June 19, 2022 Essay: From the Pastor’s Desk
As we enter the lazy days of summer, I want to provide an update on our parish planning process. This process began in early 2019 when I invited a group of parishioners and parish staff members to work with me to develop our parish’s statement of mission. This working group included Teresa Cariño, Holly Curp, Rose DiMartino, Natalie Fiedler, Grace Gorman, Mary Larkin, John O’Brien, Dr. Ray Pastore, Brian Pinter, Mary Rutherfurd, Fr. Vincent Sullivan, S.J., and Eric Van Nostrand. These individuals represented a wide cross-section of parishioners and parish ministries. By the end of 2019 the final version of the parish’s mission statement was published. It reads as follows:
The love of Christ impels us to welcome all,
to worship joyfully and pray fervently,
to walk together with those in need,
and to reverence God in the wonder of Creation.
Our mission statement, like all other mission statements, is a snapshot of how we perceive ourselves in the moment and who we aspire to be. It is a lens through which we look at ourselves and plan our future.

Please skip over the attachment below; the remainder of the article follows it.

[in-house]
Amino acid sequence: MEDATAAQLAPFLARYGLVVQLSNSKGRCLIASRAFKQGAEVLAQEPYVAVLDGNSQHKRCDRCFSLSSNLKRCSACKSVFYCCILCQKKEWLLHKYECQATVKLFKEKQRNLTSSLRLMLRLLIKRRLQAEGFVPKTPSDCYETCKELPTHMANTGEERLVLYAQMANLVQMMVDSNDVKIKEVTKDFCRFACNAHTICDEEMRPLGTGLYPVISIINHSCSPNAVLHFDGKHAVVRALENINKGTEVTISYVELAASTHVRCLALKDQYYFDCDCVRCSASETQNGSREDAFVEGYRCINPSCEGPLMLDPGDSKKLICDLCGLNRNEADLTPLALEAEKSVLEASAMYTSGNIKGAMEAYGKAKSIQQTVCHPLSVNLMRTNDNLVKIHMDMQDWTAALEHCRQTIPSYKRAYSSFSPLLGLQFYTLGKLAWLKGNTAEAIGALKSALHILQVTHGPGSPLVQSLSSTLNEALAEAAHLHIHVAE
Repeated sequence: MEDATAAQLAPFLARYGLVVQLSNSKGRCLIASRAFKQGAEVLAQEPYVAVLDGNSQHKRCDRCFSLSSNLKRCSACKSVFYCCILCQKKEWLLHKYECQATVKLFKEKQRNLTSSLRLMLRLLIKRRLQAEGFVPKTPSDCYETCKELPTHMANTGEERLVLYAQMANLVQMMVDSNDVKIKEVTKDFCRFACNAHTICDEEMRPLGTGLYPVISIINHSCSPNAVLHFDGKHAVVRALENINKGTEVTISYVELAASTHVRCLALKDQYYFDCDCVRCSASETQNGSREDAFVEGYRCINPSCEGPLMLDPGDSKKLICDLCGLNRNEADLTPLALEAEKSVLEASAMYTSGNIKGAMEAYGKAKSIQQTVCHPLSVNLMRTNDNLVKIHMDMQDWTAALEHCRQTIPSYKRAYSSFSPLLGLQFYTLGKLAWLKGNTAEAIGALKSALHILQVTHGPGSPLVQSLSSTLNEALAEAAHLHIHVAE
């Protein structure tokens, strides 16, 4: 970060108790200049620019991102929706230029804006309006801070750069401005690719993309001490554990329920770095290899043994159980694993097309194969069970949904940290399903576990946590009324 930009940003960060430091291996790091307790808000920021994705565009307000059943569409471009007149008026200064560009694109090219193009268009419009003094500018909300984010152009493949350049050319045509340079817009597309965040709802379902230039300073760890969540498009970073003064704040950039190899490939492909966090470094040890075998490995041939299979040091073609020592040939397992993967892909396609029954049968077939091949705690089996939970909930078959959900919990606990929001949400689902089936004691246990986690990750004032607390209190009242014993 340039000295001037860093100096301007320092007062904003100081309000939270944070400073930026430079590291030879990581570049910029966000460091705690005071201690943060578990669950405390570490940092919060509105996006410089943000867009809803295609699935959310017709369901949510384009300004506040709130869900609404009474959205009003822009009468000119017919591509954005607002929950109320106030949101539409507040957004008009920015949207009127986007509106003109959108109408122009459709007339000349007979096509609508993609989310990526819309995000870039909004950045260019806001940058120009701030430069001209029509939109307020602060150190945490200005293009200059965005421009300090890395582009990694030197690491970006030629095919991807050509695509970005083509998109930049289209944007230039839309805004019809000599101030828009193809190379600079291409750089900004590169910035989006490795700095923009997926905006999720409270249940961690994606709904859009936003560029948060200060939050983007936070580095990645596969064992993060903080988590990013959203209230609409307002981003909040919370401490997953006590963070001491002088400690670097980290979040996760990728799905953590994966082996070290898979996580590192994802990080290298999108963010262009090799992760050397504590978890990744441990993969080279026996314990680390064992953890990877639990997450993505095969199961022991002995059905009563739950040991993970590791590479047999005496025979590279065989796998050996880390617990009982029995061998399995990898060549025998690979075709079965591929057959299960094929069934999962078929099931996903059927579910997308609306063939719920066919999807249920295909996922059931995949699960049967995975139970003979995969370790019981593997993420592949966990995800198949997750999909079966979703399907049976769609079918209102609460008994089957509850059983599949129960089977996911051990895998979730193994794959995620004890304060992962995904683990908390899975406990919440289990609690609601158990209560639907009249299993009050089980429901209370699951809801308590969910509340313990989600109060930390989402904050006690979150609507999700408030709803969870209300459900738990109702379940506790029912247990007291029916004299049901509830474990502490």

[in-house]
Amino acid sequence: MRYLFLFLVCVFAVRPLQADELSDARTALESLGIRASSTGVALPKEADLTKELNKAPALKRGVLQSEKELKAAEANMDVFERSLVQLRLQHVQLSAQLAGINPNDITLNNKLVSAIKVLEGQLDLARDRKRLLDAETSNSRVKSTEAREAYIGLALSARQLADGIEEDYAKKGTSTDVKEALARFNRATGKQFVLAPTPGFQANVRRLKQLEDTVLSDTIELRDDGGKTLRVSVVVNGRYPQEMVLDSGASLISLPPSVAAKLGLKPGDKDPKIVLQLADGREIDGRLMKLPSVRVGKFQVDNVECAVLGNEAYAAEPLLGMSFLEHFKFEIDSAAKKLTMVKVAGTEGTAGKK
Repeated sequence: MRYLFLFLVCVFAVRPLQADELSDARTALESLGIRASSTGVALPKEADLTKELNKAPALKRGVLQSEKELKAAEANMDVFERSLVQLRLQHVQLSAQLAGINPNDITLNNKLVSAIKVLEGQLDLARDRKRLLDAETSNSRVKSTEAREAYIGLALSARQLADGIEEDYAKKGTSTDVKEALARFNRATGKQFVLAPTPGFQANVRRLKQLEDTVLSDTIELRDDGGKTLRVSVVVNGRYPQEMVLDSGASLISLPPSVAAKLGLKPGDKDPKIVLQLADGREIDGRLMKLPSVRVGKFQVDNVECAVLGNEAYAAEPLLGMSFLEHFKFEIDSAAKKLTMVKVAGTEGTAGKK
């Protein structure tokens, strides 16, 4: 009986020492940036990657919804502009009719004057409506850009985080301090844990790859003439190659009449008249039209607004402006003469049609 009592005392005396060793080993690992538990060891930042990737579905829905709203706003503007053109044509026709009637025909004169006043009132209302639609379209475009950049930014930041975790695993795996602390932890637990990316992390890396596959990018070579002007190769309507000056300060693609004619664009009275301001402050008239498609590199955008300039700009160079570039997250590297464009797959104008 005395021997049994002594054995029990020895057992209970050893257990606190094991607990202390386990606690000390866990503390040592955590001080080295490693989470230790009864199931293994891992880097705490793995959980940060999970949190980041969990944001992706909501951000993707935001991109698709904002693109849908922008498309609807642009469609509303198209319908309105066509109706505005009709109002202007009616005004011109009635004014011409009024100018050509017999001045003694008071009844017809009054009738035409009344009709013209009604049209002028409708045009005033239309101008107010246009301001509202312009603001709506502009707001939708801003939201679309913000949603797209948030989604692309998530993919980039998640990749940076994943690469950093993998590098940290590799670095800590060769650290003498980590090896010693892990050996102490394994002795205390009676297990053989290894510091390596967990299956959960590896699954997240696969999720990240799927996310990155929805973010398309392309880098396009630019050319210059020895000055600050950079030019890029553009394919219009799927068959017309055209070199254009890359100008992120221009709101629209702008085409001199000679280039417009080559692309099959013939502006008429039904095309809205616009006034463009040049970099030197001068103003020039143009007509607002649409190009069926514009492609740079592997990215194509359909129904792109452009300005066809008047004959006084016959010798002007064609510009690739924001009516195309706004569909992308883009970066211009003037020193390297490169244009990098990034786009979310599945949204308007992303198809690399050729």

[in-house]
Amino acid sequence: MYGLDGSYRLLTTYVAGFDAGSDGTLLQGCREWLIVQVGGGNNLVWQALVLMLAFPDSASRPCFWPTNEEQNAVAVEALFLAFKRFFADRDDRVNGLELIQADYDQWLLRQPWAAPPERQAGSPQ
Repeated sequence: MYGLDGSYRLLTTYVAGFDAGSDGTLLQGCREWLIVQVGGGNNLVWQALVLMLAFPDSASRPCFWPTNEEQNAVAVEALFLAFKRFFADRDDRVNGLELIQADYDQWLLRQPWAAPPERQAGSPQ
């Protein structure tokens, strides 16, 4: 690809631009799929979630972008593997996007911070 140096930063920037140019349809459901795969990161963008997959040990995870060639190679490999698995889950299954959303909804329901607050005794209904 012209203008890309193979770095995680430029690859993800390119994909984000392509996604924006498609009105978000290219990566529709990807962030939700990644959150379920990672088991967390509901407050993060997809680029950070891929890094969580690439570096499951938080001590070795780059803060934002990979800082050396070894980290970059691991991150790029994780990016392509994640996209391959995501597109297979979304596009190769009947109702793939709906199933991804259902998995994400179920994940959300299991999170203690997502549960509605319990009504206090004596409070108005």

It was my hope to initiate a strategic planning process early in 2020 whose purpose would have been the development of concrete action plans that would animate in new ways our statement of mission. Then COVID 19 reared its ugly head, and everything was put on hold as the world sheltered in place. It was during this time that I recognized the need for us to re-imagine ourselves “as church” and confidently enter a post-pandemic world. We would still use our mission statement as the lens through which we would do our planning, but our context needed a wider worldview so that we could be responsive to the glaring needs that manifested themselves through the early onslaught of the pandemic. To fail to do this would, in my opinion, diminish the relevance of the Church (big “C”) in a post-pandemic world. Or, in the words of St. Paul, as referenced in our mission statement, “the love of Christ impels us” to do nothing less.
In September 2020 I wrote an essay that was published in the parish’s e-newsletter and reflected on the need for a new paradigm of Church in a post-pandemic world. I wrote about the need to bring hope and healing to the wounds inflicted through the pandemic – the wounds of indifference, intolerance, and abject injustice. I wrote, “I believe we are at a defining moment of what it means to be Church as well as faithful disciples of Jesus Christ. To return to the routine of the past would mean that we failed to learn from our tortured experiences of the pandemic.” I further wrote that we should look at our mission statement as “both a mirror and a compass,” helping us to envision this new reality of church.